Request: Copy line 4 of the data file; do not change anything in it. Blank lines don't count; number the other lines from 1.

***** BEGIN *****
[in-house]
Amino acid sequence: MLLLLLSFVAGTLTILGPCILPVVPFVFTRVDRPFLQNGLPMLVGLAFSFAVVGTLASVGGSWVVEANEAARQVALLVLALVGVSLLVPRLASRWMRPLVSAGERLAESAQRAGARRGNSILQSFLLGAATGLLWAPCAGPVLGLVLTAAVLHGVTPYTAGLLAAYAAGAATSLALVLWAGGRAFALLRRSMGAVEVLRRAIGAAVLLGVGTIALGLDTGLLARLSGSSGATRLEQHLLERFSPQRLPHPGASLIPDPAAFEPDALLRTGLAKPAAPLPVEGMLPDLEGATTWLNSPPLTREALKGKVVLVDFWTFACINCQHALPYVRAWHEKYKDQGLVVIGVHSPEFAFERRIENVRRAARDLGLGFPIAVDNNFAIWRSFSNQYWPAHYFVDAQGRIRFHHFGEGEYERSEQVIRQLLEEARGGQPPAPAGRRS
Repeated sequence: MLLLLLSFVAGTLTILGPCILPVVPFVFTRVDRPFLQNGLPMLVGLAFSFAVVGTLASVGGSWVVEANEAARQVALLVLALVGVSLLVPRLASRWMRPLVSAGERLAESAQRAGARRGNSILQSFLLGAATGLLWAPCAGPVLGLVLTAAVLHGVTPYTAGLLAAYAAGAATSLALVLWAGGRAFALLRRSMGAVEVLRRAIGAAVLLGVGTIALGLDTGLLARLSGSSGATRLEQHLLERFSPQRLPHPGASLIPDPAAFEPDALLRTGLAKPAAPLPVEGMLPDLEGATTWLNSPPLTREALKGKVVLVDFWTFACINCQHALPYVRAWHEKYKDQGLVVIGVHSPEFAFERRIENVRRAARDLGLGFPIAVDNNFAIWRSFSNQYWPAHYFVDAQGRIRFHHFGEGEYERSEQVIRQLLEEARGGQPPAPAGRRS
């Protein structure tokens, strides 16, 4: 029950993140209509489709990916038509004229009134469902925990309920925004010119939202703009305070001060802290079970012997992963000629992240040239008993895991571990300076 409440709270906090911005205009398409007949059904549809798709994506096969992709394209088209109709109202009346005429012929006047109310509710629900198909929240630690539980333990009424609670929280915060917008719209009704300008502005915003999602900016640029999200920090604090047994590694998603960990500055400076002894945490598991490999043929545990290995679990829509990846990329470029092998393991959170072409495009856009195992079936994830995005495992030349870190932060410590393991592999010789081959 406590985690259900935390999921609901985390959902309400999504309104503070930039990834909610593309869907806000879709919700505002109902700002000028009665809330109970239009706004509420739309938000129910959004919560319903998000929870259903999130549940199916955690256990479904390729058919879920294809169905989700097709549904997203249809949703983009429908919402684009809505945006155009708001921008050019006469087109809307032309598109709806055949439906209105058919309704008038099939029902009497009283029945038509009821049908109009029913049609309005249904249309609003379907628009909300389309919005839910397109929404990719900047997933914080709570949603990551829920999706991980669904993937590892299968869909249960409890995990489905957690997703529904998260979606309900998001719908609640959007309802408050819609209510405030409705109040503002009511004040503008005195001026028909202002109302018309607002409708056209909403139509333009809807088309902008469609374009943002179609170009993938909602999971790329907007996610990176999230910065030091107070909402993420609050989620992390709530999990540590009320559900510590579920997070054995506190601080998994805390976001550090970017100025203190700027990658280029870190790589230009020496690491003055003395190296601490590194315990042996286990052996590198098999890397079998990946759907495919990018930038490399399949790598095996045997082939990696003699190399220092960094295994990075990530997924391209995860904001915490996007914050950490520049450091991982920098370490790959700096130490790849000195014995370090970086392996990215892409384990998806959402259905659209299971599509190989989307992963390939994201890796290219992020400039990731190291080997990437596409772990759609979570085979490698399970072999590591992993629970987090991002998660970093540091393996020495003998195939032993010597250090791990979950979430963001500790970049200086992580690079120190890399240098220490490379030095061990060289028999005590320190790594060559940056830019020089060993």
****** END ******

């Protein structure tokens, strides 16, 4: 029950993140209509489709990916038509004229009134469902925990309920925004010119939202703009305070001060802290079970012997992963000629992240040239008993895991571990300076 409440709270906090911005205009398409007949059904549809798709994506096969992709394209088209109709109202009346005429012929006047109310509710629900198909929240630690539980333990009424609670929280915060917008719209009704300008502005915003999602900016640029999200920090604090047994590694998603960990500055400076002894945490598991490999043929545990290995679990829509990846990329470029092998393991959170072409495009856009195992079936994830995005495992030349870190932060410590393991592999010789081959 406590985690259900935390999921609901985390959902309400999504309104503070930039990834909610593309869907806000879709919700505002109902700002000028009665809330109970239009706004509420739309938000129910959004919560319903998000929870259903999130549940199916955690256990479904390729058919879920294809169905989700097709549904997203249809949703983009429908919402684009809505945006155009708001921008050019006469087109809307032309598109709806055949439906209105058919309704008038099939029902009497009283029945038509009821049908109009029913049609309005249904249309609003379907628009909300389309919005839910397109929404990719900047997933914080709570949603990551829920999706991980669904993937590892299968869909249960409890995990489905957690997703529904998260979606309900998001719908609640959007309802408050819609209510405030409705109040503002009511004040503008005195001026028909202002109302018309607002409708056209909403139509333009809807088309902008469609374009943002179609170009993938909602999971790329907007996610990176999230910065030091107070909402993420609050989620992390709530999990540590009320559900510590579920997070054995506190601080998994805390976001550090970017100025203190700027990658280029870190790589230009020496690491003055003395190296601490590194315990042996286990052996590198098999890397079998990946759907495919990018930038490399399949790598095996045997082939990696003699190399220092960094295994990075990530997924391209995860904001915490996007914050950490520049450091991982920098370490790959700096130490790849000195014995370090970086392996990215892409384990998806959402259905659209299971599509190989989307992963390939994201890796290219992020400039990731190291080997990437596409772990759609979570085979490698399970072999590591992993629970987090991002998660970093540091393996020495003998195939032993010597250090791990979950979430963001500790970049200086992580690079120190890399240098220490490379030095061990060289028999005590320190790594060559940056830019020089060993």